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Mental Health

Haus of Pain

We all have painful memories and regrets, but we can learn to forgive ourselves and move on.

Just a quick note before we start, this post will be talking about regrets and painful memories. However, I hope it’ll be an insight into how I moved on from my past. This was inspired by the recent #entanglement fiasco with Will Smith and his wife Jada Pinkett-Smith. And no, I am not going to start gossiping about their marriage and the morals behind Jada’s (potential) infidelity. Instead, I will draw upon my own experiences from previous relationships that have caused me pain.

Photo Credit 📷: Priscilla Du Preez

Letting People Go

Relationships can be complicated.

Relationships are not always fruitful.

Now back in some of my previous relationships, not just my romantic ones but also my relationships with friends, I would have always agreed with the first statement – but maybe not the second. As an 18 year old starting university, my values for relationships were far different than what they are now. I thought that love would always find a way to make a relationship work; and it doesn’t. I believed that if I tried hard enough to mould myself into a specific lifestyle, I would gain friends that would stand by me years later at my future wedding; and I was wrong. If you’ve read my post “When You Feel Hard Done By”, this may sound familiar.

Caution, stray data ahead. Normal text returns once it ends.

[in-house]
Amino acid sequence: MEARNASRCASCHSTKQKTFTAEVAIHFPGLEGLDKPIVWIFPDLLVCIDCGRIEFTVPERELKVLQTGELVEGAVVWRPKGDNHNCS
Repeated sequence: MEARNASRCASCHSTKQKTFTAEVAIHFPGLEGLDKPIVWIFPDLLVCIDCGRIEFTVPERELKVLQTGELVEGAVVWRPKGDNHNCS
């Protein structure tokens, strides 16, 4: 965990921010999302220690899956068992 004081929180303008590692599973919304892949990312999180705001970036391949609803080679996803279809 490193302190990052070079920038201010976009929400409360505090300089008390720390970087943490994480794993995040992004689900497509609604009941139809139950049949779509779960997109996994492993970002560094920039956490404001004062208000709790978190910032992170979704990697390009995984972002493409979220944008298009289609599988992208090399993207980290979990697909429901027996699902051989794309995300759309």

Photo Credit 📷: Kinga Cichewicz

When I left certain romantic relationships, or friendships, I had to recover. I found that the best initial step was to reflect, and this was the hardest part because it forced me to re-evaluate everything I believed, and flip it on it’s ugly head. I sat myself down and admitted that I broke someone’s heart, and that I wasn’t treated the way I deserved to be treated.

If this is you, go ahead and write it all down, work extra hard at the gym or meditate those feelings into the air – because the sooner you open up, the quicker you get better.

Photo Credit 📷: Tanya Trofymchuk

Moving On

Eventually, you’ll wain away from the practise and go about your life, like I did. You won’t forget, but you won’t actively think about the pain. However, there will be times where you will remember and the pain will hit you in your heart or your gut. At this moment, you have to decide: do I accept the pain, or do I defend the pain. To accept is to move on, to defend creates unfathomable justifications for a reality that doesn’t exist.

I know this post isn’t as funny or witty as many of my other light-hearted subjects, and I do believe that laughing about the tough stuff is a great way to move on, but sometimes you need to start the healing before you can laugh about it.

I hope you find this enlightening, and I will see you again soon. Stay safe x

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Featured Image Credit 📷: Kelly Sikkema

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